As UNESCO’s World Heritage Committee convenes this week for its annual meeting in Manama, Bahrain, Indigenous and environmental groups are calling on Canada to do more to protect its largest park, Wood Buffalo National Park.
As we watch with disgust as children are separated from their families and detained on the US-Mexico border, we must also take a wide-eyed look at our history of forced separation of children from their families and Indigenous peoples from their land here in Canada.
Stunning and unprecedented footage has just been released from Wood Buffalo National Park, threatened by Site C and the tarsands. Peace Valley Campaigner Galen Armstrong was recently joined by journalist Judith Lavoie and photographer Louis Bockner on a 10-day journey to highlight the struggle to protect the globally significant Peace-Athabasca Delta.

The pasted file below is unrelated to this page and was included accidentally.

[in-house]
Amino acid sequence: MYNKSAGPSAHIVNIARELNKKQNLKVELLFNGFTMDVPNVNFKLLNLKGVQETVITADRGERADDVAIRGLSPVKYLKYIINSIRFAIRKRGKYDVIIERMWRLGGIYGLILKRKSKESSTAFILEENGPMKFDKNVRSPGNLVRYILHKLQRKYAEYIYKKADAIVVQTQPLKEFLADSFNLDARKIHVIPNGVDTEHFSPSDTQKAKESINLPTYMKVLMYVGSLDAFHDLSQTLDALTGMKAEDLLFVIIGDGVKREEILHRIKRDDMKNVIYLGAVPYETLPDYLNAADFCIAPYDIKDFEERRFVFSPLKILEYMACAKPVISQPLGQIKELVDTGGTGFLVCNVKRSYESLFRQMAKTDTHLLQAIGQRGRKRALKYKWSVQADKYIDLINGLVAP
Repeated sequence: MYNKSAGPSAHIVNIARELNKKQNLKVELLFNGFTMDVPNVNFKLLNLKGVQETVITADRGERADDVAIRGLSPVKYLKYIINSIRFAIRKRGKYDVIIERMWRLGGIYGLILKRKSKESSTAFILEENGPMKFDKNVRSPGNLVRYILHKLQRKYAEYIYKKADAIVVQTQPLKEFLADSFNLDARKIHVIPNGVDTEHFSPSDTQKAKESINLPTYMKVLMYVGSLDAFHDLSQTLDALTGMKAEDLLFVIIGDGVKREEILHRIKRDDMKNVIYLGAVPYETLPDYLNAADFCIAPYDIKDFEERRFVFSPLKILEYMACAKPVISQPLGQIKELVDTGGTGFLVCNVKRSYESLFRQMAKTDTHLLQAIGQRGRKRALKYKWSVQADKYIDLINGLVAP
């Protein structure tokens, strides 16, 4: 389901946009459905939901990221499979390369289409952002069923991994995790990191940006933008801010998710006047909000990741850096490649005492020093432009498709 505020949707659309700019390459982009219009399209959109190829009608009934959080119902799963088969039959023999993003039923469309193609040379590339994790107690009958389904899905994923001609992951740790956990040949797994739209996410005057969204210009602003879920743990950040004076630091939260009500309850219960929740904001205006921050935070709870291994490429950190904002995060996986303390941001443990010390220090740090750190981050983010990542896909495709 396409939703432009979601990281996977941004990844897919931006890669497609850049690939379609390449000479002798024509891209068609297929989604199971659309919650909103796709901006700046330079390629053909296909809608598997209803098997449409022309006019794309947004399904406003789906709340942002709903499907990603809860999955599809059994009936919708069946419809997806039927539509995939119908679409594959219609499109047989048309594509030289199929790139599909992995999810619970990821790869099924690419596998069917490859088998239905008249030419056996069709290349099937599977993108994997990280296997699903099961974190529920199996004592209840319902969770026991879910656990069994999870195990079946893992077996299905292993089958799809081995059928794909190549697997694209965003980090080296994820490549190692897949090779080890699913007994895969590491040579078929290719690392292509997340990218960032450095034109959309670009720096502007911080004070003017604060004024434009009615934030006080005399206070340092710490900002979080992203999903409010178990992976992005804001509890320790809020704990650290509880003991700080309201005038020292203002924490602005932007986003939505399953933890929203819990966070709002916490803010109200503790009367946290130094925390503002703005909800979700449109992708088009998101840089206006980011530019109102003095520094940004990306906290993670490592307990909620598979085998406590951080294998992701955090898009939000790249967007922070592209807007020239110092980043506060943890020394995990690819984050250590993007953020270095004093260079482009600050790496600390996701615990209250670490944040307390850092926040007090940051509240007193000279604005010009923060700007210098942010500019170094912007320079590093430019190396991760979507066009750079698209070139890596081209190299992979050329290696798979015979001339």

This month, Peace Valley farmers Ken and Arlene Boon have been touring southern BC with a message: Site C is not a done deal. There is a long list of reasons why it still makes sense to scrap Site C and restore the Peace Valley. And there’s one huge reason in particular that is bigger than any megadam: treaty rights.
On the anniversary of Environment Minister Catherine McKenna characterizing an international report that concluded governments have failed to protect Wood Buffalo National Park as a “call to action," a coalition of Indigenous and environmental groups is still waiting for that action.
Despite all the evidence, in December the BC government made the monumentally bad decision to continue construction of the Site C dam. But there's far too much at stake for us to give up the fight. Here's how we can still win.